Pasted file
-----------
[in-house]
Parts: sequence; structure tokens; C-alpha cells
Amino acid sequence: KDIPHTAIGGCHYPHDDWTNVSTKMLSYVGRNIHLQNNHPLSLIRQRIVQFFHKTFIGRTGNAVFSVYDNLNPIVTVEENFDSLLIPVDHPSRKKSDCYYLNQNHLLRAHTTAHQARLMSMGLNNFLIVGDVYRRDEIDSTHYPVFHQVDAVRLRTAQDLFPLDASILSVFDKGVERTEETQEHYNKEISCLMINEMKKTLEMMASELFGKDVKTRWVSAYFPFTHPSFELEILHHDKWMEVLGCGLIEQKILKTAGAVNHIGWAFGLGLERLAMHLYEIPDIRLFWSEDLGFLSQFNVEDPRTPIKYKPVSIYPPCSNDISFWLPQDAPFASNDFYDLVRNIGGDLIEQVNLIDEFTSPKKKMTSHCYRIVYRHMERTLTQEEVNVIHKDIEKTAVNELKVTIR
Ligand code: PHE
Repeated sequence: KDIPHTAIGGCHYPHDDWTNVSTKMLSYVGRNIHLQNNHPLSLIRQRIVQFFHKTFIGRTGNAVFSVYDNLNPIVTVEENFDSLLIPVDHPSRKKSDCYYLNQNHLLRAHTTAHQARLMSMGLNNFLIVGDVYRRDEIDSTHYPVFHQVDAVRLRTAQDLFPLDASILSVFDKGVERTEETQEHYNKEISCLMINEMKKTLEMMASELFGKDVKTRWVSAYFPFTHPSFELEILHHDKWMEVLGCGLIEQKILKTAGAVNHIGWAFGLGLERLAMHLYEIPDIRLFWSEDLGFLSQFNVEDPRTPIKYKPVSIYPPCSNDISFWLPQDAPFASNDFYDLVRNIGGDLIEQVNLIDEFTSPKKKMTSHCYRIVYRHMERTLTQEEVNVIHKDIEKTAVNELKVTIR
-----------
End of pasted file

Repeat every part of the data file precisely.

[in-house]
Parts: sequence; structure tokens; C-alpha cells
Amino acid sequence: KDIPHTAIGGCHYPHDDWTNVSTKMLSYVGRNIHLQNNHPLSLIRQRIVQFFHKTFIGRTGNAVFSVYDNLNPIVTVEENFDSLLIPVDHPSRKKSDCYYLNQNHLLRAHTTAHQARLMSMGLNNFLIVGDVYRRDEIDSTHYPVFHQVDAVRLRTAQDLFPLDASILSVFDKGVERTEETQEHYNKEISCLMINEMKKTLEMMASELFGKDVKTRWVSAYFPFTHPSFELEILHHDKWMEVLGCGLIEQKILKTAGAVNHIGWAFGLGLERLAMHLYEIPDIRLFWSEDLGFLSQFNVEDPRTPIKYKPVSIYPPCSNDISFWLPQDAPFASNDFYDLVRNIGGDLIEQVNLIDEFTSPKKKMTSHCYRIVYRHMERTLTQEEVNVIHKDIEKTAVNELKVTIR
Ligand code: PHE
Repeated sequence: KDIPHTAIGGCHYPHDDWTNVSTKMLSYVGRNIHLQNNHPLSLIRQRIVQFFHKTFIGRTGNAVFSVYDNLNPIVTVEENFDSLLIPVDHPSRKKSDCYYLNQNHLLRAHTTAHQARLMSMGLNNFLIVGDVYRRDEIDSTHYPVFHQVDAVRLRTAQDLFPLDASILSVFDKGVERTEETQEHYNKEISCLMINEMKKTLEMMASELFGKDVKTRWVSAYFPFTHPSFELEILHHDKWMEVLGCGLIEQKILKTAGAVNHIGWAFGLGLERLAMHLYEIPDIRLFWSEDLGFLSQFNVEDPRTPIKYKPVSIYPPCSNDISFWLPQDAPFASNDFYDLVRNIGGDLIEQVNLIDEFTSPKKKMTSHCYRIVYRHMERTLTQEEVNVIHKDIEKTAVNELKVTIR